The December 2022 issue of IEEE Spectrum is here!

Close bar

Dreamer Sociable Robotic Head

Researchers are teaching this robot head how to be social

1 min read
Dreamer Sociable Robotic Head

dreamer

UT Austin’s HCR Lab just got this robot head, and its primary goal is to “elicit a sense of trust and sociability to an otherwise pure mechatronic device.” This is a moderately refreshing (and on the whole, quite advisable) approach to creating a robot… It’s very easy to focus on functionality without worrying about whether or not people are going to actually want to interact with your robot. Obviously, a lot of thought was put into Dreamer, because it’s securely in that sweet spot of humanish without trying too hard.

One of the things that I think makes this robot appear so natural is that fact that it has fast eyes that lead its head around, just like an animal or human. There’s only a minimal amount of that sluggish, mechanical servo response, and the video even mentions that the eyes are capable of moving even faster, up to “human speed.” Plus, as we’ve mentioned before, having eyelids is a really big deal.

[ HCR Lab ] via [ Engadget ]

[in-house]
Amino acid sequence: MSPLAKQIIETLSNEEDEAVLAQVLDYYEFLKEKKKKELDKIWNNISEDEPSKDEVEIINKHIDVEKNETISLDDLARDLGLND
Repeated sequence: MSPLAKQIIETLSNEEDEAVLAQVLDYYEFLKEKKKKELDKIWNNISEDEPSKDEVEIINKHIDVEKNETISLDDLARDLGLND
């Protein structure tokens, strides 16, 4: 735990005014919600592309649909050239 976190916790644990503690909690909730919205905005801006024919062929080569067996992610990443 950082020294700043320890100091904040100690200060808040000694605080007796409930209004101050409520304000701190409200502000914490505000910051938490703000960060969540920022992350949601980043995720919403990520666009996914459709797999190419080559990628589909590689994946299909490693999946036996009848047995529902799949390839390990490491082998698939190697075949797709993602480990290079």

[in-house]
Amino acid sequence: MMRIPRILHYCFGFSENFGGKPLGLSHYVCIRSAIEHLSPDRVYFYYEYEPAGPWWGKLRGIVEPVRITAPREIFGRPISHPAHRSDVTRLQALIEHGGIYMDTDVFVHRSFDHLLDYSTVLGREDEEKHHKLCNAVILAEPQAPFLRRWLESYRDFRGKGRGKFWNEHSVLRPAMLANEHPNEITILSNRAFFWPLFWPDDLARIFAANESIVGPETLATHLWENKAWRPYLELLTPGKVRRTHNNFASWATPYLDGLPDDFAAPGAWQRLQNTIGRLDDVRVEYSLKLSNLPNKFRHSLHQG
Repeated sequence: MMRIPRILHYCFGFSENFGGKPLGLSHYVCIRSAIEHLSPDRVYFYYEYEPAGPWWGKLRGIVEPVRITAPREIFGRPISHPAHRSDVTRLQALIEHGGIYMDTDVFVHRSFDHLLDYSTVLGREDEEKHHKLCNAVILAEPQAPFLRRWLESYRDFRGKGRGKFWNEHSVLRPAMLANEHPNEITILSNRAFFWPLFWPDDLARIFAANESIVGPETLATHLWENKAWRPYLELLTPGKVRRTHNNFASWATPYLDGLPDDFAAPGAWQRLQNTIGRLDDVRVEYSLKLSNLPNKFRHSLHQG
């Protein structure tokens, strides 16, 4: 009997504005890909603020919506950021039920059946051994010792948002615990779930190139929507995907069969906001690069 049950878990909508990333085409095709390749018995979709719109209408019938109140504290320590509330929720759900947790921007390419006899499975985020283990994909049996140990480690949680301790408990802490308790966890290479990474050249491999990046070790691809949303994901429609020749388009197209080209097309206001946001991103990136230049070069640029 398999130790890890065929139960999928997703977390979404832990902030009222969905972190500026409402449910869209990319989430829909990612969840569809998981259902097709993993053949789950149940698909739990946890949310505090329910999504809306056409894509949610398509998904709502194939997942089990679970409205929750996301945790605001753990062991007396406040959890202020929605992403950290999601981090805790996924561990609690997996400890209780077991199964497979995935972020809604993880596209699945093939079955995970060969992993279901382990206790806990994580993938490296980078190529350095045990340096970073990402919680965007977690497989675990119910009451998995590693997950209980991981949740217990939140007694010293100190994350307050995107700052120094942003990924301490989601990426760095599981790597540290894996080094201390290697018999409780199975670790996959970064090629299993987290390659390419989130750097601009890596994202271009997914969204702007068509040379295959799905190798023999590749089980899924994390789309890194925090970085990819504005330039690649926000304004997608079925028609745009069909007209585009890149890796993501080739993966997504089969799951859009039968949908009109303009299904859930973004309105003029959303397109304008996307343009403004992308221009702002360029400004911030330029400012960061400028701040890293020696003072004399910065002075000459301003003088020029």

The Conversation (0)

The Bionic-Hand Arms Race

The prosthetics industry is too focused on high-tech limbs that are complicated, costly, and often impractical

12 min read
Horizontal
A photograph of a young woman with brown eyes and neck length hair dyed rose gold sits at a white table. In one hand she holds a carbon fiber robotic arm and hand. Her other arm ends near her elbow. Her short sleeve shirt has a pattern on it of illustrated hands.

The author, Britt Young, holding her Ottobock bebionic bionic arm.

Gabriela Hasbun. Makeup: Maria Nguyen for MAC cosmetics; Hair: Joan Laqui for Living Proof
DarkGray

In Jules Verne’s 1865 novel From the Earth to the Moon, members of the fictitious Baltimore Gun Club, all disabled Civil War veterans, restlessly search for a new enemy to conquer. They had spent the war innovating new, deadlier weaponry. By the war’s end, with “not quite one arm between four persons, and exactly two legs between six,” these self-taught amputee-weaponsmiths decide to repurpose their skills toward a new projectile: a rocket ship.

The story of the Baltimore Gun Club propelling themselves to the moon is about the extraordinary masculine power of the veteran, who doesn’t simply “overcome” his disability; he derives power and ambition from it. Their “crutches, wooden legs, artificial arms, steel hooks, caoutchouc [rubber] jaws, silver craniums [and] platinum noses” don’t play leading roles in their personalities—they are merely tools on their bodies. These piecemeal men are unlikely crusaders of invention with an even more unlikely mission. And yet who better to design the next great leap in technology than men remade by technology themselves?

Keep Reading ↓Show less